By 1950, the economy of the German state was recovering, and cargo volume passing through the Port of Duisburg began to increase. By this time, infrastructure changes became necessary to meet the new generations of vessels and the changing nature of cargoes. Oil was replacing coal as the most important source of energy for Germany. Pipelines were constructed to move oil from the port to refineries.

Ore was the most important cargo in the Port of Duisburg in 1965, and oil followed closely. Other important cargoes included iron and steel, sand and gravel, scrap, and cereals. In 1968, new areas were filled to create room for expansion of port facilities.

By 1980, the old lock connecting the Rhine-Herne Canal to other German ports was no longer adequate for modern vessels and cargoes. A new lock was built in Meiderich. In 1983, the Vincke Canal was extended to open waterborne travel between Rotterdam and the Port of Duisburg. At this time, short-sea vessels were carrying increasing volumes of general cargoes, trailers, and containers. By the middle 1980s, container cargoes were becoming more important to port operations, and the first container terminal and roll-on/roll-off facility was opened in 1984.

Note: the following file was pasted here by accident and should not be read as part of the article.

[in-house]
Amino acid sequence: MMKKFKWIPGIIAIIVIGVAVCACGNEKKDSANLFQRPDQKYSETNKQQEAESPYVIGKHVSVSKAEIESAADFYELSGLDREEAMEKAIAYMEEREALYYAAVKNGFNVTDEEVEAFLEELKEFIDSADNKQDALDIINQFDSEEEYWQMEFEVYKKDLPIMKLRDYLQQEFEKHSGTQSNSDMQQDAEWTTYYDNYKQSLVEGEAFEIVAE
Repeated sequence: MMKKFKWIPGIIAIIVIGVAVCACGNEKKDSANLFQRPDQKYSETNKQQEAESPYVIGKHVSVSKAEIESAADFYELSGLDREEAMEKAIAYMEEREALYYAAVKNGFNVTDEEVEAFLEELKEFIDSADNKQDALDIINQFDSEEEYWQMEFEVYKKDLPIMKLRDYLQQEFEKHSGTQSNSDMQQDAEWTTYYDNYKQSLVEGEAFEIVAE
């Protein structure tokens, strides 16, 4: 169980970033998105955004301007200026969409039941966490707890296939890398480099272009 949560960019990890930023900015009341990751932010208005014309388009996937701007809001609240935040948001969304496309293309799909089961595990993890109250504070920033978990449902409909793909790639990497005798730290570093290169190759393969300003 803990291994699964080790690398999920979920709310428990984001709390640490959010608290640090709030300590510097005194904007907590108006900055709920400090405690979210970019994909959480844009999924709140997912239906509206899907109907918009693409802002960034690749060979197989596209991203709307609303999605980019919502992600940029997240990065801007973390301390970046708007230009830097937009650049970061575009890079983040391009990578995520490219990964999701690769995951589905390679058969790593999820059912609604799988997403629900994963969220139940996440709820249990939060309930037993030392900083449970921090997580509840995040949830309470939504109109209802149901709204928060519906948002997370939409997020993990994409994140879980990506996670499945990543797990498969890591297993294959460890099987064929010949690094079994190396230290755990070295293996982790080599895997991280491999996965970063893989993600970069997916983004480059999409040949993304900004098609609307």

The coal and iron and steel industries faced crisis, and the Ruhr Conference of 1988 approved the investment of more than a million Deutschmarks were invested. The Port of Duisburg was a major beneficiary of this decision, and the city sought approval for a free port. The foundation stone for the free port was laid in 1989, and a new rail station was opened.

The 1990s were an important decade for the Port of Duisburg. A new covered warehouse facility was opened and new rail tracks were laid in 1990. The following year, the free port began operations and a new heavy cargo loading facility opened. In 1991, the Port of Duisburg celebrated its 275th Anniversary with many festive events. The new combined transport rail terminal was inaugurated in 1992 to integrate water, rail, and highway transport. Today, that station serves about 50 German and non-German inland destinations. Between 1993 and 1996, enhancements were made that allowed more efficient ship-to-shore transfers of containers.